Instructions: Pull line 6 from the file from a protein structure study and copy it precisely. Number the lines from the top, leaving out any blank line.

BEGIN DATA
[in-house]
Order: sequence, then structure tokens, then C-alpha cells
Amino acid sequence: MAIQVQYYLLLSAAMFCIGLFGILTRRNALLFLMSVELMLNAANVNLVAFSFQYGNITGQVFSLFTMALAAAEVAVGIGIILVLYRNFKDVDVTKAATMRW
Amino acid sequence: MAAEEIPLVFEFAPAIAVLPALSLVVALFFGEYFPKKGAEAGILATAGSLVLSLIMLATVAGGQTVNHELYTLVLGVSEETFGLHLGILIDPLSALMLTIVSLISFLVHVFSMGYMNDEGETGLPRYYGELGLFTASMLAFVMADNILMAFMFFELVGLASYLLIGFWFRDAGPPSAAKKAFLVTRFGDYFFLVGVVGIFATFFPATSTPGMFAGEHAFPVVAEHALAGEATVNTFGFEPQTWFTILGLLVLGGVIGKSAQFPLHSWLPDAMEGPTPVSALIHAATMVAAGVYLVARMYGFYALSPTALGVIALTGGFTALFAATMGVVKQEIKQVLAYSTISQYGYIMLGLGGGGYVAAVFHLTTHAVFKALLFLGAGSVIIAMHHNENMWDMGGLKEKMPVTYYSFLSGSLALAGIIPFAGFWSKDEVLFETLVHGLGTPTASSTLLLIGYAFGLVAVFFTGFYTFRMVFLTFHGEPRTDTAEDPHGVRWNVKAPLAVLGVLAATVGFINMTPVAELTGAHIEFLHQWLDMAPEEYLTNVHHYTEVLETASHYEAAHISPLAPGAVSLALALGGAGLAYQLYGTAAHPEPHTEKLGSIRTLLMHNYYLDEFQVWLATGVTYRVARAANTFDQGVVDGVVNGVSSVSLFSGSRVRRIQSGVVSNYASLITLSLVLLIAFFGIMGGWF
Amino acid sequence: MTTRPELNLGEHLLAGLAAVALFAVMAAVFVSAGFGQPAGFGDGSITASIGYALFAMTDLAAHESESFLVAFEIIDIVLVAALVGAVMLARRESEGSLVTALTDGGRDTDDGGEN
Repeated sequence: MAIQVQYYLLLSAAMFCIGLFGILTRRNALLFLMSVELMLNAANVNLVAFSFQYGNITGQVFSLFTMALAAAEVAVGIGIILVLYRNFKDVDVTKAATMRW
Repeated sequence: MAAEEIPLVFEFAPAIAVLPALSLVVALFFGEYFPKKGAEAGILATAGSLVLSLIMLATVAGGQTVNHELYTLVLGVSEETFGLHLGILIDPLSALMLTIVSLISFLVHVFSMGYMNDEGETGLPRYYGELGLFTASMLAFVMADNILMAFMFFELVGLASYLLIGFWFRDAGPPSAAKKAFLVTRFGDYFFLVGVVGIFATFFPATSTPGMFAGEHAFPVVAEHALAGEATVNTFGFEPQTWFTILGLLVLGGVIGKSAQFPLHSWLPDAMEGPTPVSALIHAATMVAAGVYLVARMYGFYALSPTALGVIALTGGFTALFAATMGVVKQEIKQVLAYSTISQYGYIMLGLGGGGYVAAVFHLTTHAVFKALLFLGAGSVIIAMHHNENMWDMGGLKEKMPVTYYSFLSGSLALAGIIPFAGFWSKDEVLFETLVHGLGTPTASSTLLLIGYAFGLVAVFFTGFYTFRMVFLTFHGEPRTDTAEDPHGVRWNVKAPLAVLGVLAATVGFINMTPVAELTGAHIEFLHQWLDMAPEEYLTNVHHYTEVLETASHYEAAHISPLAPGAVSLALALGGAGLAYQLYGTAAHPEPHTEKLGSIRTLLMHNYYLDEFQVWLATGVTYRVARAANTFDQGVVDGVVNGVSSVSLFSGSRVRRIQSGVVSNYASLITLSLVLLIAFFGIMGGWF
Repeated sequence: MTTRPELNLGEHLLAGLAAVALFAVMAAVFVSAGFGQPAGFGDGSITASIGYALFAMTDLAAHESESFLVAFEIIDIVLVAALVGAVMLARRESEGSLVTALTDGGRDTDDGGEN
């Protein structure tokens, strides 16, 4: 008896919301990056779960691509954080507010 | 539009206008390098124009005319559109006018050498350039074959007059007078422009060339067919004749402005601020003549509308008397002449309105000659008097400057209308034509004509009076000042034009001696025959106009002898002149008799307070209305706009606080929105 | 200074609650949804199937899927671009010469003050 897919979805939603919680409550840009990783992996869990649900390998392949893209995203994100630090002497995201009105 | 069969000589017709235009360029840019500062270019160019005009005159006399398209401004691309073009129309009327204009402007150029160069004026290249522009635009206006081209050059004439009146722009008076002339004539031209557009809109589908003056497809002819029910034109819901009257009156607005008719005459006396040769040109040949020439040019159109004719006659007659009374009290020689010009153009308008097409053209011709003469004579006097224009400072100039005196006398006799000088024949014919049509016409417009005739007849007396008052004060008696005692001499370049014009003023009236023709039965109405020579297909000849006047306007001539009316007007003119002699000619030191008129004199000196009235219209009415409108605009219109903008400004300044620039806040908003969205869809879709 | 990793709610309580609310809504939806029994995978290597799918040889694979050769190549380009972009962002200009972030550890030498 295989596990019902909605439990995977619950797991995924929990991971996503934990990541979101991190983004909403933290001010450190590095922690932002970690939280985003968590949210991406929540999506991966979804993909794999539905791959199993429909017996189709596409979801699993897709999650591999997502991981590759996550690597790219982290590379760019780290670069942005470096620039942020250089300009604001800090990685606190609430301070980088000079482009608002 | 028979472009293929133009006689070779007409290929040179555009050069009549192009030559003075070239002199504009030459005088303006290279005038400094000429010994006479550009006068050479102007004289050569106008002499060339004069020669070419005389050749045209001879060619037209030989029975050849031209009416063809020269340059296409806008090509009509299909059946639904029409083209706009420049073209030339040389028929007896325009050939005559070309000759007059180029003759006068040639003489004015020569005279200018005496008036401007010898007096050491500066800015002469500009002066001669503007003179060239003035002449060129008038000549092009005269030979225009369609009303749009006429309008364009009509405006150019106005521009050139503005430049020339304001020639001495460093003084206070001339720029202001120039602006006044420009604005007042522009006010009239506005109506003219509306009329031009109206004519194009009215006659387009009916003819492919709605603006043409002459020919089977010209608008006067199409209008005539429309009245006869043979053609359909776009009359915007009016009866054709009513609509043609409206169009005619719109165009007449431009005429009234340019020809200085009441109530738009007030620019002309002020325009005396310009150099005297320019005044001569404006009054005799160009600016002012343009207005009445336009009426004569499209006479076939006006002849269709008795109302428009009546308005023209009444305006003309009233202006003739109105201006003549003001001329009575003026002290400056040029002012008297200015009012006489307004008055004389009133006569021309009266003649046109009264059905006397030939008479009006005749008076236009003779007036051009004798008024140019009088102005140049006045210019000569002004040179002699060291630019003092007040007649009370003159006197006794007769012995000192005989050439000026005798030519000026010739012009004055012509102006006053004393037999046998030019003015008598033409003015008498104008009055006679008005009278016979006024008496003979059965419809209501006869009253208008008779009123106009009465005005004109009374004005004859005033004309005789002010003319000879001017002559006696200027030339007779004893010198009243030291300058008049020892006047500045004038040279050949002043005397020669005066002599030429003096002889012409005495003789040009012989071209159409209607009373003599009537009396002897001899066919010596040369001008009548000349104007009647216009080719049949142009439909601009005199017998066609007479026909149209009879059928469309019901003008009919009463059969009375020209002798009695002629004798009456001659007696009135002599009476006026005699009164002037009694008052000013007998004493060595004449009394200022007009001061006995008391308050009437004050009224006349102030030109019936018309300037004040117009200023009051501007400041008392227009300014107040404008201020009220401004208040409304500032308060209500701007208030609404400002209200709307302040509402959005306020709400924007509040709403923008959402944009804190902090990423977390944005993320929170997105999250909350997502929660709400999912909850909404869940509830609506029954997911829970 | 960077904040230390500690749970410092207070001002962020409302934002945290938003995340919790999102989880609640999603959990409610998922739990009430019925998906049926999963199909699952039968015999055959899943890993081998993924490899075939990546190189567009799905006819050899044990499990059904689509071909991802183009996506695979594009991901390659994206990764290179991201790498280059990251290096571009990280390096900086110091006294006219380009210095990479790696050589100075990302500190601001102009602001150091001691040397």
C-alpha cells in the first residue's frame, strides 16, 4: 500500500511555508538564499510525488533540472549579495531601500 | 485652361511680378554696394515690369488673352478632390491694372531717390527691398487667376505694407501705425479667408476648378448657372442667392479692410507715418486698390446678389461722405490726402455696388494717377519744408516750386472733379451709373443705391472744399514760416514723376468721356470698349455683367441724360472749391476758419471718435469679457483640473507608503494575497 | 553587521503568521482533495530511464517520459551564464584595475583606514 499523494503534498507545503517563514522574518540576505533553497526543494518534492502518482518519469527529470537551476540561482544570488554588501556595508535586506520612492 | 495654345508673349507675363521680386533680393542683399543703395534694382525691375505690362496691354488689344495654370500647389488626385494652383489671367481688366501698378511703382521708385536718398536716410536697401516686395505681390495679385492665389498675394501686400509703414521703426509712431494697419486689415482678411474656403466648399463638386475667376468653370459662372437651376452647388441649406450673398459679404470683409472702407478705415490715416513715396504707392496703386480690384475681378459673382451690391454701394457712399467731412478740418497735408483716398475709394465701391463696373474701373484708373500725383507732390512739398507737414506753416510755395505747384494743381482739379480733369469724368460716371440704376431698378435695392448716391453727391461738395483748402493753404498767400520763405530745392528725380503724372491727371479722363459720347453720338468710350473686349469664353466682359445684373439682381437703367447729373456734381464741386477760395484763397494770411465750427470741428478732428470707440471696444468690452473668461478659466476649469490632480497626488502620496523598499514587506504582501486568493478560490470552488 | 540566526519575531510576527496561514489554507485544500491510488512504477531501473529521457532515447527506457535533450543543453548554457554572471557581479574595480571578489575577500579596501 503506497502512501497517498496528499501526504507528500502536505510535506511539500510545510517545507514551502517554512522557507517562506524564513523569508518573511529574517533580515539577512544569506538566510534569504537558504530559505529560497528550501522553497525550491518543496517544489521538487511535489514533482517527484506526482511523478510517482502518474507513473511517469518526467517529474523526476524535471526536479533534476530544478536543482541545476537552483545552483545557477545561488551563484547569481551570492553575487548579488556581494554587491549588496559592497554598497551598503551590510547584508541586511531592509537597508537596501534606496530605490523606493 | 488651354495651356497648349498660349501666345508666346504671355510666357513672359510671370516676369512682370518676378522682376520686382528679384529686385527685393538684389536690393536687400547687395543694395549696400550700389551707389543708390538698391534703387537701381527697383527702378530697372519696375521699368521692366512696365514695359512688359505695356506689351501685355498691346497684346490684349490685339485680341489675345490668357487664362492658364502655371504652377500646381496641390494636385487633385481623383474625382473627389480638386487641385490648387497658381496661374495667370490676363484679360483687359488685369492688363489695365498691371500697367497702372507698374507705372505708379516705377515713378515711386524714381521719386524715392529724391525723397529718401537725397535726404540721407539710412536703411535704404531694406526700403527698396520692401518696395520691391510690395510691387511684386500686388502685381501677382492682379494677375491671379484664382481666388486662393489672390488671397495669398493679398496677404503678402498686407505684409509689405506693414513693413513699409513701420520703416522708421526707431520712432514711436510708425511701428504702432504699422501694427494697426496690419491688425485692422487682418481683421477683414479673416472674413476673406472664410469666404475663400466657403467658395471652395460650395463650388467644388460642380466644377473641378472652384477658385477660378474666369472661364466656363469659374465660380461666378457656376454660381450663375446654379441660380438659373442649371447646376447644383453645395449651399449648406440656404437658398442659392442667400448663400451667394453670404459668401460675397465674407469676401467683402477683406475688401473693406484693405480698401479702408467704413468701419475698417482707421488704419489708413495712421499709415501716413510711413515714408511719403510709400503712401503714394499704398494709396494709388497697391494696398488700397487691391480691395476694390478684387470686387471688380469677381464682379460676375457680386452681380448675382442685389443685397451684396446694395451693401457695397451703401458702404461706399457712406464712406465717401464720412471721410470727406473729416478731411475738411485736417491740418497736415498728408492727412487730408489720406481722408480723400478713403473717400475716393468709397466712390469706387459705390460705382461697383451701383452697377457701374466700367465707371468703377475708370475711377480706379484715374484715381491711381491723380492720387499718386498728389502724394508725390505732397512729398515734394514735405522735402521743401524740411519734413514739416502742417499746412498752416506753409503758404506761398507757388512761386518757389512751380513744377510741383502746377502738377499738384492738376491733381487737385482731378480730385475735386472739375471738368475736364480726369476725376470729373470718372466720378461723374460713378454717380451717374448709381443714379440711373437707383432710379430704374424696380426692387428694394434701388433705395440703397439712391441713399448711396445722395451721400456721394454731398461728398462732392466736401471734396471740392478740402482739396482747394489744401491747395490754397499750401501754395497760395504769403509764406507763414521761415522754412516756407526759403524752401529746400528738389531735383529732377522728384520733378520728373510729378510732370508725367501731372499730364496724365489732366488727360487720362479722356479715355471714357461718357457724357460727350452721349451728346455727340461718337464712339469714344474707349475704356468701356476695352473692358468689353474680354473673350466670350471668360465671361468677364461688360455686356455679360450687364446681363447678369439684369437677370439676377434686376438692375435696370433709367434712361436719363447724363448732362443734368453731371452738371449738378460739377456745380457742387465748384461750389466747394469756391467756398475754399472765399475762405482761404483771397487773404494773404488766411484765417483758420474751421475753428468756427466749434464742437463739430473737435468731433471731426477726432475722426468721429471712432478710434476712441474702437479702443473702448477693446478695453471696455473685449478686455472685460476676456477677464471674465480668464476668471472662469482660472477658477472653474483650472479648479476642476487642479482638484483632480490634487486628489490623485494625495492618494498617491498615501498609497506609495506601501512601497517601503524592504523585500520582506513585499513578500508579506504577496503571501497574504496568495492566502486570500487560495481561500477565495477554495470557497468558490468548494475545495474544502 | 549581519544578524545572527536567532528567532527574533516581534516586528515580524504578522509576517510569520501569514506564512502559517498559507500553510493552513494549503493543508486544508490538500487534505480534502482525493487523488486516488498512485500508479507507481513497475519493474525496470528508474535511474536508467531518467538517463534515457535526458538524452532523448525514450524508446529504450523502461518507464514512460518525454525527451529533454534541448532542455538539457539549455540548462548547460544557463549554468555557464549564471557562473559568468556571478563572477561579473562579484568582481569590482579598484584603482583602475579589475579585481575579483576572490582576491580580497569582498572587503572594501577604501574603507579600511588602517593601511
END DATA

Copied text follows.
Repeated sequence: MAIQVQYYLLLSAAMFCIGLFGILTRRNALLFLMSVELMLNAANVNLVAFSFQYGNITGQVFSLFTMALAAAEVAVGIGIILVLYRNFKDVDVTKAATMRW